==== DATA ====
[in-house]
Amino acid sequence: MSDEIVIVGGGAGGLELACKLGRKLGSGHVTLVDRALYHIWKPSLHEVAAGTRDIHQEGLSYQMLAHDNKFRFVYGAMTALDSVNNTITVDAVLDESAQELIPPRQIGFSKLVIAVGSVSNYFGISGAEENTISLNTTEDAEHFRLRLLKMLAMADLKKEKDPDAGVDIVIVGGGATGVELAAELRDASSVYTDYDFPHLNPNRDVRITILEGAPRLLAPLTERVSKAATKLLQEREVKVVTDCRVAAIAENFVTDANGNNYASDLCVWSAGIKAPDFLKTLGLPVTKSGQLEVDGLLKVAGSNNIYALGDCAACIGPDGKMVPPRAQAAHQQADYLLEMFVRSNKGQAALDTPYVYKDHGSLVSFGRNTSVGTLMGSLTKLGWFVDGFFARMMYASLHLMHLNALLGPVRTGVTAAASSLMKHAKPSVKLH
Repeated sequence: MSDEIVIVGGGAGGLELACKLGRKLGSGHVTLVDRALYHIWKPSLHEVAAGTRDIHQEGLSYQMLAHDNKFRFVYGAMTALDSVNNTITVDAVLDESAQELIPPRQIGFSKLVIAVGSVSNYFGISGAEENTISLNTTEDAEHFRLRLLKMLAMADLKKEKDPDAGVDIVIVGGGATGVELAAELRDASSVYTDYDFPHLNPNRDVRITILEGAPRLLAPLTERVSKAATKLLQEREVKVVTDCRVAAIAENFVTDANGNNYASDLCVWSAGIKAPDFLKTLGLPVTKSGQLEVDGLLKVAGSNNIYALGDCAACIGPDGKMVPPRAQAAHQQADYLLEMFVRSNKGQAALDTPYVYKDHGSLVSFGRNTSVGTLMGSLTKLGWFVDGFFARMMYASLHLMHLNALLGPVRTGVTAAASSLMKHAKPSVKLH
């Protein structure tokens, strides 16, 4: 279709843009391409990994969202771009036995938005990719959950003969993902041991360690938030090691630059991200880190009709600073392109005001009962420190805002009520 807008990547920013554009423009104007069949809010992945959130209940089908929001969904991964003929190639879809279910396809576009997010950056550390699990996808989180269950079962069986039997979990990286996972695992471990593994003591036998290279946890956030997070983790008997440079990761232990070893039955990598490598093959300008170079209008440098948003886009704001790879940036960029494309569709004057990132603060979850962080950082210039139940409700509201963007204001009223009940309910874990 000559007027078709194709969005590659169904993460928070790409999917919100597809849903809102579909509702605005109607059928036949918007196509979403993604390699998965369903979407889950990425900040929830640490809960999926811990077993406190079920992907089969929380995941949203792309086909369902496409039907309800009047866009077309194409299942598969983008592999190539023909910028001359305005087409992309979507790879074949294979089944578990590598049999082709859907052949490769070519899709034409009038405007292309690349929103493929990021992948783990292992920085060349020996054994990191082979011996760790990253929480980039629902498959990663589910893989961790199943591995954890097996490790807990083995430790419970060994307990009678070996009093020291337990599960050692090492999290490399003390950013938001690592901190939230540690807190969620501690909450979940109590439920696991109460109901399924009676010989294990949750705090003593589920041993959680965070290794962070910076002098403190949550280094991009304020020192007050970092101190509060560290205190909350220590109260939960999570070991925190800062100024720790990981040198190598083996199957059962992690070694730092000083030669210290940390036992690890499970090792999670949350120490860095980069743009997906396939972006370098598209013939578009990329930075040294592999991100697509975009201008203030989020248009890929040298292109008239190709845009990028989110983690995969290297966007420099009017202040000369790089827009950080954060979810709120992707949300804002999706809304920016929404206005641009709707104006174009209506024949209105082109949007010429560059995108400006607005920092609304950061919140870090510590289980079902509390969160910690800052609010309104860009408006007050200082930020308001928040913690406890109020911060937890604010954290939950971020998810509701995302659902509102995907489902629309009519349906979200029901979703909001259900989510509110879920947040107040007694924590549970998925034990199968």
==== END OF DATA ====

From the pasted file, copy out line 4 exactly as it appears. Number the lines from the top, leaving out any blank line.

């Protein structure tokens, strides 16, 4: 279709843009391409990994969202771009036995938005990719959950003969993902041991360690938030090691630059991200880190009709600073392109005001009962420190805002009520 807008990547920013554009423009104007069949809010992945959130209940089908929001969904991964003929190639879809279910396809576009997010950056550390699990996808989180269950079962069986039997979990990286996972695992471990593994003591036998290279946890956030997070983790008997440079990761232990070893039955990598490598093959300008170079209008440098948003886009704001790879940036960029494309569709004057990132603060979850962080950082210039139940409700509201963007204001009223009940309910874990 000559007027078709194709969005590659169904993460928070790409999917919100597809849903809102579909509702605005109607059928036949918007196509979403993604390699998965369903979407889950990425900040929830640490809960999926811990077993406190079920992907089969929380995941949203792309086909369902496409039907309800009047866009077309194409299942598969983008592999190539023909910028001359305005087409992309979507790879074949294979089944578990590598049999082709859907052949490769070519899709034409009038405007292309690349929103493929990021992948783990292992920085060349020996054994990191082979011996760790990253929480980039629902498959990663589910893989961790199943591995954890097996490790807990083995430790419970060994307990009678070996009093020291337990599960050692090492999290490399003390950013938001690592901190939230540690807190969620501690909450979940109590439920696991109460109901399924009676010989294990949750705090003593589920041993959680965070290794962070910076002098403190949550280094991009304020020192007050970092101190509060560290205190909350220590109260939960999570070991925190800062100024720790990981040198190598083996199957059962992690070694730092000083030669210290940390036992690890499970090792999670949350120490860095980069743009997906396939972006370098598209013939578009990329930075040294592999991100697509975009201008203030989020248009890929040298292109008239190709845009990028989110983690995969290297966007420099009017202040000369790089827009950080954060979810709120992707949300804002999706809304920016929404206005641009709707104006174009209506024949209105082109949007010429560059995108400006607005920092609304950061919140870090510590289980079902509390969160910690800052609010309104860009408006007050200082930020308001928040913690406890109020911060937890604010954290939950971020998810509701995302659902509102995907489902629309009519349906979200029901979703909001259900989510509110879920947040107040007694924590549970998925034990199968």